USDA: A Cold Front to End Midwest Heat Wave

08:11AM Jun 20, 2012

USDA's Joint Ag Weather Facility says on the Plains, cooler-than-normal weather prevails. "Showers dot the northern Plains, but rain is still needed on the central and southern Plains to prevent further stress on pastures and rain-fed summer crops," USDA explains.

In the West, USDA says warmth is returning to the Pacific Coast states, but chilly conditions linger across the northern Rockies and northern Intermountain region. "Throughout the West, dry weather favors fieldwork," USDA adds.

In the Corn Belt, showers and thunderstorms are maintaining favorable growing conditions across the upper Midwest, according to USDA. "In stark contrast," the department continues, "more than one-tenth of both corn and soybeans were rated very poor to poor on June 17 in Illinois (13 and 14% very poor to poor, respectively, for corn and soybeans), Indiana (24 and 26%), Michigan (12 and 14%), Missouri (21 and 29%), and Ohio (11 and 15%)."

In the South, USDA says showers are confined to southern portions of Texas and Florida. "Elsewhere, very warm, dry weather prevails," USDA adds. Some of the region's most significant drought concerns exist across the Mid-South, where 56% of the pastures in Arkansas were rated in very poor to poor condition on June 17, according to USDA.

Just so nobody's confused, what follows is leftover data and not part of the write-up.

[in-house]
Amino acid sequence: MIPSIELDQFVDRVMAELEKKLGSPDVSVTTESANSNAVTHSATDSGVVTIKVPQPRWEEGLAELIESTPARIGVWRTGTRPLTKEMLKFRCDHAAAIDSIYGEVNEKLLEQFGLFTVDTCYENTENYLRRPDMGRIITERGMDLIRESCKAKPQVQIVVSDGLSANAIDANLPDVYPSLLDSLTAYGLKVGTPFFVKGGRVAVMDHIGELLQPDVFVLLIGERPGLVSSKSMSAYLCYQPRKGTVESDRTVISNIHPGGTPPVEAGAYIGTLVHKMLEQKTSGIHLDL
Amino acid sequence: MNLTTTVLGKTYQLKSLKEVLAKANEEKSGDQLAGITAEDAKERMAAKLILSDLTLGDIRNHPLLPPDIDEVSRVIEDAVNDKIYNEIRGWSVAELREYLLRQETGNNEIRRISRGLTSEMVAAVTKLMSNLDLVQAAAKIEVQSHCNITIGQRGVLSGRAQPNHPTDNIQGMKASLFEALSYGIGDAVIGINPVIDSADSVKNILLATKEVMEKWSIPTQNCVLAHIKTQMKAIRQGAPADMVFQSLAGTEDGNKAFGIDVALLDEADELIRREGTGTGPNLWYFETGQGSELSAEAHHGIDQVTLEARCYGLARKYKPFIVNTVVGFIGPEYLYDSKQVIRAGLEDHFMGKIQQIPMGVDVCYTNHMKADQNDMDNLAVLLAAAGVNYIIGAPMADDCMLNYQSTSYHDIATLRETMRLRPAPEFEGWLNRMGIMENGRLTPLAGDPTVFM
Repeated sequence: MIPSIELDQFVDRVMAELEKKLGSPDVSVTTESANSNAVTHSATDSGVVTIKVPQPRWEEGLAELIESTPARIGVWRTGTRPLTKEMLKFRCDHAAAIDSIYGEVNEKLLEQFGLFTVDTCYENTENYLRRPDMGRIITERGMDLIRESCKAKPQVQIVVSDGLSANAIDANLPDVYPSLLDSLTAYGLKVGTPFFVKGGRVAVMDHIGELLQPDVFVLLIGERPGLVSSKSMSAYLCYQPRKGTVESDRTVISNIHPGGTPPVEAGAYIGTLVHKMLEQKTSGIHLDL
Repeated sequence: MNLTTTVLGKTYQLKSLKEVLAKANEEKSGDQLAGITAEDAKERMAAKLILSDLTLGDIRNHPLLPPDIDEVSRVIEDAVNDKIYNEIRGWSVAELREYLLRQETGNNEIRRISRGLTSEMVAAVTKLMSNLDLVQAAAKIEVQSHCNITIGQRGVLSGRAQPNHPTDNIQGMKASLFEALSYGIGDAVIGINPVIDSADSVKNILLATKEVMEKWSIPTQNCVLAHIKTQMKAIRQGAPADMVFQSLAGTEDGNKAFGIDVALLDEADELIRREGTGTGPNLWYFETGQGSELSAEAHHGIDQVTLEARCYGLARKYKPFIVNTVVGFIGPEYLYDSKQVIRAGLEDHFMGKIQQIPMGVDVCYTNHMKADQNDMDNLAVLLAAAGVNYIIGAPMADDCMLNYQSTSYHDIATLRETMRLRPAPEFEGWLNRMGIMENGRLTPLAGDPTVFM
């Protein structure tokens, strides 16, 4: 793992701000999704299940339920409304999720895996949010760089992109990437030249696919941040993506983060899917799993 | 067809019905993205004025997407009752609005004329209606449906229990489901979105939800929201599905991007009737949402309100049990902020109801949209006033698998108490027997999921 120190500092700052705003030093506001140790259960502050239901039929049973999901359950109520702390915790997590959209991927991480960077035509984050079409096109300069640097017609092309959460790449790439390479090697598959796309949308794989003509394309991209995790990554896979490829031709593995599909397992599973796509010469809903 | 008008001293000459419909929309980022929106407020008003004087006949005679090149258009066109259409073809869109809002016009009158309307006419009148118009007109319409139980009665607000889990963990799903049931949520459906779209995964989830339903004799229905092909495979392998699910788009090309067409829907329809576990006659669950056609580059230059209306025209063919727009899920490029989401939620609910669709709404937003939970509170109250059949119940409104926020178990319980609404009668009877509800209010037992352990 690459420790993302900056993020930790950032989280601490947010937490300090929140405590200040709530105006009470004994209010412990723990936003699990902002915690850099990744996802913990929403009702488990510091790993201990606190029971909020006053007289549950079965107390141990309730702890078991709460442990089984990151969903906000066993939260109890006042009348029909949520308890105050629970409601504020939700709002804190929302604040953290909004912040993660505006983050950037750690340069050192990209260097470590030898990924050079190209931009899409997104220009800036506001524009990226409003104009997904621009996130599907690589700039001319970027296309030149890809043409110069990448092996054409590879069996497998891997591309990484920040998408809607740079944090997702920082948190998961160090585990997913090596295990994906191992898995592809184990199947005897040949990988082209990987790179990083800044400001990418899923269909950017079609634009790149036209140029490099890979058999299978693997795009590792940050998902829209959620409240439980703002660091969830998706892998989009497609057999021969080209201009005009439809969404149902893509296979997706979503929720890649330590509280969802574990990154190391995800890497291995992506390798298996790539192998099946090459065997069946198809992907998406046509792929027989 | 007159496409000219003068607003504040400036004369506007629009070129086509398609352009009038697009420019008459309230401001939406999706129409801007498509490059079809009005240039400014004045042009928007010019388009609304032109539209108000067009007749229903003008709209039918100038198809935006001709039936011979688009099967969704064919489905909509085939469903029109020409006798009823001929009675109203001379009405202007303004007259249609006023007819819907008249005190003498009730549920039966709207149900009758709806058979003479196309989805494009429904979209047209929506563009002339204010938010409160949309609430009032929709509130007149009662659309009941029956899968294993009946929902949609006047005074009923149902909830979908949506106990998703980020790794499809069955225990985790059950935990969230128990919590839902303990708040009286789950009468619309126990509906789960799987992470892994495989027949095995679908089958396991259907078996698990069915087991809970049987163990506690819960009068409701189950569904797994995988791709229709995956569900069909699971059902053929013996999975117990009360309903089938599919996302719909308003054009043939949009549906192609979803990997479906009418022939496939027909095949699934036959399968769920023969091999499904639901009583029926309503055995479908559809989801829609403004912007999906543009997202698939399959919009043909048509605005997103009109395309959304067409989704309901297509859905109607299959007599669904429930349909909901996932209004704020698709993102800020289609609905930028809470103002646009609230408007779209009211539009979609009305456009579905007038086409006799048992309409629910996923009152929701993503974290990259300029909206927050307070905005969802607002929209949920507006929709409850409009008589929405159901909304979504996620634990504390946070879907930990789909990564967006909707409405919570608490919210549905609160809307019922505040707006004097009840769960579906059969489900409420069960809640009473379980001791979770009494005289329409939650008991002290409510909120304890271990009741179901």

In its outlook, USDA says for the remainder of today, scattered thunderstorms in the vicinity of a cold front will affect the Plains and western Corn Belt. "In advance of the front’s passage, extremely hot, humid weather will prevail across much of the Midwest, South and East," USDA explains. However, it says the front will move across the Midwest and Northeast by late in the week, bringing to an end the early-season heat wave. "Heat will persist, however, across the South and return to the High Plains during the weekend," USDA reports. Elsewhere, scattered showers will affect southern Texas and the Pacific Northwest, while torrential downpours will accompany a potential tropical system across southern Florida, according to USDA.